Apple Macintosh - 1

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Apple Macintosh

By 1984, Jacquie and I had been using IBM PCs at work for some time. At home, however, we had no computer except for my home-built microcomputers that did not have sufficient capability for general home use. We did not feel that a DOS-driven IBM PC (there was no Microsoft Windows at that time) was sufficiently user-friendly for use at home.


That all changed in 1984, when Apple came out with the 128K Apple Macintosh. Jacquie and I visited a computer store to take a look at one and try it out. We were very impressed and saw its graphical user interface as the solution to our home needs.

In October 1984 I purchased one, together with an ImageWriter printer and five 3½”400K floppy disks, as a surprise Christmas gift for Jacquie. The present was a great hit and on the right is a photo of Jacquie using her new computer. During 1985, we added software including Multiplan, a precursor of Excel (the spreadsheet software) and Microsoft File (database software).

A side effect of having the Macintosh in the house was that I became interested in its capabilities and lost interest in my hobby of designing and building microcomputers.

For Christmas 1985, we added an external 800K floppy drive. Then, in 1986, the company we both worked for sent us to the U.K. for several months. We took our 128K Mac with us (running it from a big transformer as electricity in the U.K. is supplied at 240 volts versus 110 volts in North America). During that year, Apple came out with a new version of the Macintosh: the Macintosh Plus with 1 MB of memory. Apple offered an upgrade to convert a 128K Macintosh to a Macintosh Plus and we took advantage of this. It involved a new motherboard and fitting a new back to the case due to the more advanced ports. Because we had this done in the U.K., our Macintosh had printed on its new back that it ran on 240 volts, whereas it really operated on 110 volts. I had to put a sticker on the back to indicate the correct voltage and prevent it from being inadvertently fried! As of today (2011) we still have this Macintosh, now 27 years old.

In 1988 we added a SuperMac DataFrame XP60 60 MB hard drive and it’s interesting to recall that I got a reduced price on this drive so that it cost “only” $1,700. I recently bought a 1 TB drive for about one tenth that amount!. How prices have come down over the years! This hard drive eventually died and we no longer have it. A year later we upgraded the memory of the MacPlus from 1 MB to 4 MB.

1n 1992 I bought myself an Apple PowerBook 170, one of the early laptops. So Jacquie had the Mac Plus and I had the Powerbook. From this time on, Jacquie and I have always had our own computers. So far, that has always meant a desktop computer for Jacquie and a laptop (now called a notebook) for me. The 170 was the high-end model and had a 10” black and white screen; it lasted me for 10 years.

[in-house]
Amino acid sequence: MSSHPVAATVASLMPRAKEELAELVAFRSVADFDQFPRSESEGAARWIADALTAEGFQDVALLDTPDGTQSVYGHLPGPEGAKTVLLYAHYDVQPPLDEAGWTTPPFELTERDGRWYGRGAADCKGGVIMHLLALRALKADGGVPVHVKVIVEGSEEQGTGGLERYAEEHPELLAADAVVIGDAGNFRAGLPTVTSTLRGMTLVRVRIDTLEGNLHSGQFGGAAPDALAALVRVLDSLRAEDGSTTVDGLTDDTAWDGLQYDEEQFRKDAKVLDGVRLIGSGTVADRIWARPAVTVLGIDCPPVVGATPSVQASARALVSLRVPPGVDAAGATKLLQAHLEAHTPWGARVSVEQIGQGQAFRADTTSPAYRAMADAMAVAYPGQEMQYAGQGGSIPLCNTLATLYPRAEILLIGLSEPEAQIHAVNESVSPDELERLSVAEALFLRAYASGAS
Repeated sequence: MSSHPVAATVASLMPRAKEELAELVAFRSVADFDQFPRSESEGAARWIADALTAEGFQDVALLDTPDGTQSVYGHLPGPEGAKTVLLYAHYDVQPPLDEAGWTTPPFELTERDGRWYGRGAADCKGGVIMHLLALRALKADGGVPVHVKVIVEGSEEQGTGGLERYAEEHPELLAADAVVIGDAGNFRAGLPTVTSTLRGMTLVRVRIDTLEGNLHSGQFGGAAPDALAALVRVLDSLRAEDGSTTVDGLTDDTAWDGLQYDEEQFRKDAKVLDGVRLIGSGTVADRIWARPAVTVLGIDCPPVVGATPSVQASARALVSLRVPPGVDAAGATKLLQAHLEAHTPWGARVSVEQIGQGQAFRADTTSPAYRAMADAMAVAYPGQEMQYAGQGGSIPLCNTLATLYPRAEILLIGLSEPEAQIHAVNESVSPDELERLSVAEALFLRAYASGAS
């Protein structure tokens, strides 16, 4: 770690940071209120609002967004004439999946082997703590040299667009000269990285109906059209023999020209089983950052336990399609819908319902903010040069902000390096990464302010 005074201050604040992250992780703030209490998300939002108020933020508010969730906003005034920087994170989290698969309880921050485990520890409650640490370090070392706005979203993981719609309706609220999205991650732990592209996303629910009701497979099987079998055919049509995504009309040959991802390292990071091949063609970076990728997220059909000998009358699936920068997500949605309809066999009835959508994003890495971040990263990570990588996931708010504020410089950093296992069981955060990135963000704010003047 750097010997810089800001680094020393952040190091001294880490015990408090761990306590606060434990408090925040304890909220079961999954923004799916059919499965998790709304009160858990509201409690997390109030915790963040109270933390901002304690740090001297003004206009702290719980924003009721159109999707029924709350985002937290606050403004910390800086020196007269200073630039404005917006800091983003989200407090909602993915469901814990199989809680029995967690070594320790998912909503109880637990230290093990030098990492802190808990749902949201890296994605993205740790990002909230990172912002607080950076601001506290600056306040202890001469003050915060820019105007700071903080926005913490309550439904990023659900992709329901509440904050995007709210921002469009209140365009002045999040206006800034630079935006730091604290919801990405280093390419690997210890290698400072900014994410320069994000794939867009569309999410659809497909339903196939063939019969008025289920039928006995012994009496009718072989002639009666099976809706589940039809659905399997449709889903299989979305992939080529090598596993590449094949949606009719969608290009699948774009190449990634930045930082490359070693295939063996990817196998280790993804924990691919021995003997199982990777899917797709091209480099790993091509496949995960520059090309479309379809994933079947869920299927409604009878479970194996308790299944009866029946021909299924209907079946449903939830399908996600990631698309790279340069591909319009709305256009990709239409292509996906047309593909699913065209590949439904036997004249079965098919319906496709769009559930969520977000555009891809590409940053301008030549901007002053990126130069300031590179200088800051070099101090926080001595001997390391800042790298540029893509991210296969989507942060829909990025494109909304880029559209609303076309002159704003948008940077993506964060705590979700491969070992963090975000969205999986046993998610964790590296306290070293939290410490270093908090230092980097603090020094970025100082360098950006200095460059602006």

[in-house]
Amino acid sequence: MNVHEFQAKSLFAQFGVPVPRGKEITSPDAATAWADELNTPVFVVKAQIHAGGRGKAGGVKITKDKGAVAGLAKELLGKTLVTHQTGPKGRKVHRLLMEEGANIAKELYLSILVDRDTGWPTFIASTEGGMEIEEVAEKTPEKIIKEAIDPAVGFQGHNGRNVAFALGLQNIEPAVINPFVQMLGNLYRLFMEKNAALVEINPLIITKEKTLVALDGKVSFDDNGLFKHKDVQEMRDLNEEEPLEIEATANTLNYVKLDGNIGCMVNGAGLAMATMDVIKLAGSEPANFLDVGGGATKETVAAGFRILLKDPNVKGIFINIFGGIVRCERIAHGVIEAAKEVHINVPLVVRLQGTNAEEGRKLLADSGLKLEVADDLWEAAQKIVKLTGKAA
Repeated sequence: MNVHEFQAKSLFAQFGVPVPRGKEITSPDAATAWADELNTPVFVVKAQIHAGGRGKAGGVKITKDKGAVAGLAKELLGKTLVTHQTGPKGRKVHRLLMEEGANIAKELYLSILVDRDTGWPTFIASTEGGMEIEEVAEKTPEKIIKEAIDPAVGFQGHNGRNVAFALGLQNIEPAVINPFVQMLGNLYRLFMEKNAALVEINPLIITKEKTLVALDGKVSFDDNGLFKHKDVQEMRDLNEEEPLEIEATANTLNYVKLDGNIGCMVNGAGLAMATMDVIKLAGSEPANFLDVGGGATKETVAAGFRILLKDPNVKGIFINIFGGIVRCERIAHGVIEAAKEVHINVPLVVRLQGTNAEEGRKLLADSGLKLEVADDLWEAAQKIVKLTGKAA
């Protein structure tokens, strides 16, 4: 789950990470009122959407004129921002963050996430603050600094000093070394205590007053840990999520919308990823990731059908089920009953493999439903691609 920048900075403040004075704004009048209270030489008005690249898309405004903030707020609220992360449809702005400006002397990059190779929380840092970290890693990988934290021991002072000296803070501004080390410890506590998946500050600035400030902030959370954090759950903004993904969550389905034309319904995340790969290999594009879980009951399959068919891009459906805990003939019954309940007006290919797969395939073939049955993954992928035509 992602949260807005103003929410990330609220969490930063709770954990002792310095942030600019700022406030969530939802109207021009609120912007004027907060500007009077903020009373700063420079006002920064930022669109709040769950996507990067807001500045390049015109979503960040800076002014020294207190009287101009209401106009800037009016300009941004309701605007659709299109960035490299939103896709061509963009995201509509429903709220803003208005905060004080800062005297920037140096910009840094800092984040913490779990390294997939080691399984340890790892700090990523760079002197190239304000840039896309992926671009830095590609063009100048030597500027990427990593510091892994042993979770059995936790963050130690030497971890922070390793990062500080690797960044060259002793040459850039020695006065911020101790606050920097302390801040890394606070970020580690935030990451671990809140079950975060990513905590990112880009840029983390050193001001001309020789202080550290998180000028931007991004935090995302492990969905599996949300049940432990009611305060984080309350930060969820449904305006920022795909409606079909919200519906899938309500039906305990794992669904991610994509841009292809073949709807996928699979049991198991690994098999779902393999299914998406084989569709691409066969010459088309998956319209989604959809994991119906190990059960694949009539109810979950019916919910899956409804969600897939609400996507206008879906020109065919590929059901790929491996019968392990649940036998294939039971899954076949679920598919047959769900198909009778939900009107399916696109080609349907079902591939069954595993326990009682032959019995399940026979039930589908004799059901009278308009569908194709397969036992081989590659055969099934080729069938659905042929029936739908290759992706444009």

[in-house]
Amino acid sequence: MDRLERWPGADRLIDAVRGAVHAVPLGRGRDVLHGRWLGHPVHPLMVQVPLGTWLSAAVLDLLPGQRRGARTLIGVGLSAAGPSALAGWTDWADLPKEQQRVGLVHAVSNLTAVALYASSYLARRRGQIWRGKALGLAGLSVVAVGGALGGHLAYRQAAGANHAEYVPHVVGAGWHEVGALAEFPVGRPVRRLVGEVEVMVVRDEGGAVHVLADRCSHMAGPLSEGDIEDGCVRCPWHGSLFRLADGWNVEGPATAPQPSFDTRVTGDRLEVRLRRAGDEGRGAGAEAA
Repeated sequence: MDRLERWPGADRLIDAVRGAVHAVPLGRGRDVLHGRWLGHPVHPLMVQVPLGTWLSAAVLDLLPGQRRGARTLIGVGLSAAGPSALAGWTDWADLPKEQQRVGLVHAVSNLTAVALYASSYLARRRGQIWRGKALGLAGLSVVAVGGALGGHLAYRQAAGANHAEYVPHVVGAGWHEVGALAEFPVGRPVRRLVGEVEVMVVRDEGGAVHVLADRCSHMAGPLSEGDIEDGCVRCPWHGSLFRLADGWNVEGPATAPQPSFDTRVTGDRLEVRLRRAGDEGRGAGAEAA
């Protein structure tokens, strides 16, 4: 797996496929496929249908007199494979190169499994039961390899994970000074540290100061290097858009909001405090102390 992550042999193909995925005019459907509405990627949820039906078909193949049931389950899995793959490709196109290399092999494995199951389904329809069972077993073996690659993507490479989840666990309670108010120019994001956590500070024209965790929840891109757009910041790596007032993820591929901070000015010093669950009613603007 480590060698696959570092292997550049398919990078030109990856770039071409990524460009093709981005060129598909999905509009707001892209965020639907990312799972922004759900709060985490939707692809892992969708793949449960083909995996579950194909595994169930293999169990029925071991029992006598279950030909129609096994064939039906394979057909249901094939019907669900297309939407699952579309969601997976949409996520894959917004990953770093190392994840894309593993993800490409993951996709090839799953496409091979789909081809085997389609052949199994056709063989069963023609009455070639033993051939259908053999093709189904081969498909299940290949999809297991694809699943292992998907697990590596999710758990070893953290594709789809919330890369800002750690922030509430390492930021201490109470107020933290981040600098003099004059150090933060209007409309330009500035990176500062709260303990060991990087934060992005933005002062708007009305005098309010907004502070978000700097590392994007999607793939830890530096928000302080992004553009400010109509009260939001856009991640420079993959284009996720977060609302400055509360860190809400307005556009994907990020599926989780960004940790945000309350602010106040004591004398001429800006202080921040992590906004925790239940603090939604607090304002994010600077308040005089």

As the technology improved, the Mac Plus started to seem slow and it’s  9” black and white screen became limiting. So, in 1995, we bought a Macintosh Quadra 605 for Jacquie. It came with a colour monitor; it was our first colour computer.

In 2001, the Quadra was 6 years old so Jacquie upgraded to one of the new iMac G3s: the iMac DV+. With it came an HP Deskjet 648C printer, our first inkjet printer.


The PowerBook 170 internal hard drive died in 2003; the computer was over 10 years old and was on its second battery which no longer held a good charge. Accordingly, I upgraded to a Titanium PowerBook G4 (see the photo on the left) with the result that I, too, now had a colour screen... and what speed! I put the PowerBook 170, in its original packaging out at the roadside for special garbage collection. I put a note on it that it had no hard drive but somebody came by that wanted it and it disappeared.

In 2004, Jacquie replaced her iMac with an eMac, the lower-cost version of the iMac that Apple sold to the schools and universities and which it had just started selling to its other customers. Our iMac was sold to neighbours who later sold it to other neighbours and it is still running.

In 2008 I had broken the hinge of my PowerBook G4 but had done a home repair on it. However, it was difficult to open and close and so I mainly left it open. Recently, I managed to free up the hinge with some oil which makes it more convenient to use and the computer is still in use today (8 years old in 2011). Coupled with an iMic, I use it alongside my stereo equipment to digitize LPs and cassette tapes. Notice that the screen backlighting has become dim.


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